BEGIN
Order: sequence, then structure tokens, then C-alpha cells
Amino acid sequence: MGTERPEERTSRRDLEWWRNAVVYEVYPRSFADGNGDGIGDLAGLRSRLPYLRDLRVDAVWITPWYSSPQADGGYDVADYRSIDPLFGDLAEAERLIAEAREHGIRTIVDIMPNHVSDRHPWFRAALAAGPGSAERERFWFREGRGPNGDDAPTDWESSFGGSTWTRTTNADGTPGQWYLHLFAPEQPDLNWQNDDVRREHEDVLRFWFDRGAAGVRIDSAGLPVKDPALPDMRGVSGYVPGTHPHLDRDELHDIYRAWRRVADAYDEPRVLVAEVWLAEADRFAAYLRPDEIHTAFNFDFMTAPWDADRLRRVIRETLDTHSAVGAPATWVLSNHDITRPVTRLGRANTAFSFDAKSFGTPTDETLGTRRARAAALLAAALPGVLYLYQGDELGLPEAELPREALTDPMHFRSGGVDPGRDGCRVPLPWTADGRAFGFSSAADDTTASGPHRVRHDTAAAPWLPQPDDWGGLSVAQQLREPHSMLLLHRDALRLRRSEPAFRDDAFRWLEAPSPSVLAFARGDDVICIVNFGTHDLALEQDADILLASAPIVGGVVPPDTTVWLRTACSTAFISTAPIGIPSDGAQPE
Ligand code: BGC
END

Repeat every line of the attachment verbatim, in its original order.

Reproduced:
Order: sequence, then structure tokens, then C-alpha cells
Amino acid sequence: MGTERPEERTSRRDLEWWRNAVVYEVYPRSFADGNGDGIGDLAGLRSRLPYLRDLRVDAVWITPWYSSPQADGGYDVADYRSIDPLFGDLAEAERLIAEAREHGIRTIVDIMPNHVSDRHPWFRAALAAGPGSAERERFWFREGRGPNGDDAPTDWESSFGGSTWTRTTNADGTPGQWYLHLFAPEQPDLNWQNDDVRREHEDVLRFWFDRGAAGVRIDSAGLPVKDPALPDMRGVSGYVPGTHPHLDRDELHDIYRAWRRVADAYDEPRVLVAEVWLAEADRFAAYLRPDEIHTAFNFDFMTAPWDADRLRRVIRETLDTHSAVGAPATWVLSNHDITRPVTRLGRANTAFSFDAKSFGTPTDETLGTRRARAAALLAAALPGVLYLYQGDELGLPEAELPREALTDPMHFRSGGVDPGRDGCRVPLPWTADGRAFGFSSAADDTTASGPHRVRHDTAAAPWLPQPDDWGGLSVAQQLREPHSMLLLHRDALRLRRSEPAFRDDAFRWLEAPSPSVLAFARGDDVICIVNFGTHDLALEQDADILLASAPIVGGVVPPDTTVWLRTACSTAFISTAPIGIPSDGAQPE
Ligand code: BGC